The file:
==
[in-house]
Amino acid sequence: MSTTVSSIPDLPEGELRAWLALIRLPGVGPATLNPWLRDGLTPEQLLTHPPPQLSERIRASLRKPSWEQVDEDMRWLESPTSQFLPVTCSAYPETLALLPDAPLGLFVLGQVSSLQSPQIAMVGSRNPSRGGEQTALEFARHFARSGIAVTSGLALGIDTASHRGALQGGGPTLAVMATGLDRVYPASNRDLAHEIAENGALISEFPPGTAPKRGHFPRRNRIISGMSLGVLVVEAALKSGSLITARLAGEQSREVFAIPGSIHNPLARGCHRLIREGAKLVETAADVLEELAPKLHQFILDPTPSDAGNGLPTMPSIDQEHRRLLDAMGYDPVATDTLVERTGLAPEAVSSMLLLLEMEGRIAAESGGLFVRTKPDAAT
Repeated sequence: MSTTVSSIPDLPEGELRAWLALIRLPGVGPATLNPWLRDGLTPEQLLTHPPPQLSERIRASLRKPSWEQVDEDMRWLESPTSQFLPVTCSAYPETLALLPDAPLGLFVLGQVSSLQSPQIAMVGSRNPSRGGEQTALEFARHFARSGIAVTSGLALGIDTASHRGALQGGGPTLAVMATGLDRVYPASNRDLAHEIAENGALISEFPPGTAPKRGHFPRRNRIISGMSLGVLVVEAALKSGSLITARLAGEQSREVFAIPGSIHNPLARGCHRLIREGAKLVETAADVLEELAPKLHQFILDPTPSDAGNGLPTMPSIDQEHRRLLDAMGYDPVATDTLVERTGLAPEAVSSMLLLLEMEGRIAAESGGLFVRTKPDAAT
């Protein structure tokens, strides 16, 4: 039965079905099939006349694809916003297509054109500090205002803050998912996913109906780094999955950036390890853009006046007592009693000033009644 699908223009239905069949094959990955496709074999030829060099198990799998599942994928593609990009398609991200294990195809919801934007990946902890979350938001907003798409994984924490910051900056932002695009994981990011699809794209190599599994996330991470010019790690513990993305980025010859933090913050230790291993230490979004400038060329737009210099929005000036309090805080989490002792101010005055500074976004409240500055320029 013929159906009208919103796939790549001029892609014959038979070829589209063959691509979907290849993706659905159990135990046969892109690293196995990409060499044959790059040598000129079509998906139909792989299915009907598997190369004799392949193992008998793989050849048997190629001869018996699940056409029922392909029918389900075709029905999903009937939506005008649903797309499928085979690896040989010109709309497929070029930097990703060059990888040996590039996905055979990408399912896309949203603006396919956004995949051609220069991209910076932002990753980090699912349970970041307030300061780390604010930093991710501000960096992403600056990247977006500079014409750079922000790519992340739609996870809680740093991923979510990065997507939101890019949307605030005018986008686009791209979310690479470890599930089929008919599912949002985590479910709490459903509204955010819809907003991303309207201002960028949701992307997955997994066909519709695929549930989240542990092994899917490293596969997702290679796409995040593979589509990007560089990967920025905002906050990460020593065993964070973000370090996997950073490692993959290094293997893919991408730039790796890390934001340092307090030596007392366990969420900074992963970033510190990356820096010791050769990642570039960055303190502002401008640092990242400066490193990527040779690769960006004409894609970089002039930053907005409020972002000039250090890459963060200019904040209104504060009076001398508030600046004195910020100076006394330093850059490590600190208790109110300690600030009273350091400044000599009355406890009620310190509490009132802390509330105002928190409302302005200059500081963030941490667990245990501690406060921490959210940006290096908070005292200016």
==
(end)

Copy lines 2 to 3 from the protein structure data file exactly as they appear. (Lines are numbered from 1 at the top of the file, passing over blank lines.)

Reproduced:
Amino acid sequence: MSTTVSSIPDLPEGELRAWLALIRLPGVGPATLNPWLRDGLTPEQLLTHPPPQLSERIRASLRKPSWEQVDEDMRWLESPTSQFLPVTCSAYPETLALLPDAPLGLFVLGQVSSLQSPQIAMVGSRNPSRGGEQTALEFARHFARSGIAVTSGLALGIDTASHRGALQGGGPTLAVMATGLDRVYPASNRDLAHEIAENGALISEFPPGTAPKRGHFPRRNRIISGMSLGVLVVEAALKSGSLITARLAGEQSREVFAIPGSIHNPLARGCHRLIREGAKLVETAADVLEELAPKLHQFILDPTPSDAGNGLPTMPSIDQEHRRLLDAMGYDPVATDTLVERTGLAPEAVSSMLLLLEMEGRIAAESGGLFVRTKPDAAT
Repeated sequence: MSTTVSSIPDLPEGELRAWLALIRLPGVGPATLNPWLRDGLTPEQLLTHPPPQLSERIRASLRKPSWEQVDEDMRWLESPTSQFLPVTCSAYPETLALLPDAPLGLFVLGQVSSLQSPQIAMVGSRNPSRGGEQTALEFARHFARSGIAVTSGLALGIDTASHRGALQGGGPTLAVMATGLDRVYPASNRDLAHEIAENGALISEFPPGTAPKRGHFPRRNRIISGMSLGVLVVEAALKSGSLITARLAGEQSREVFAIPGSIHNPLARGCHRLIREGAKLVETAADVLEELAPKLHQFILDPTPSDAGNGLPTMPSIDQEHRRLLDAMGYDPVATDTLVERTGLAPEAVSSMLLLLEMEGRIAAESGGLFVRTKPDAAT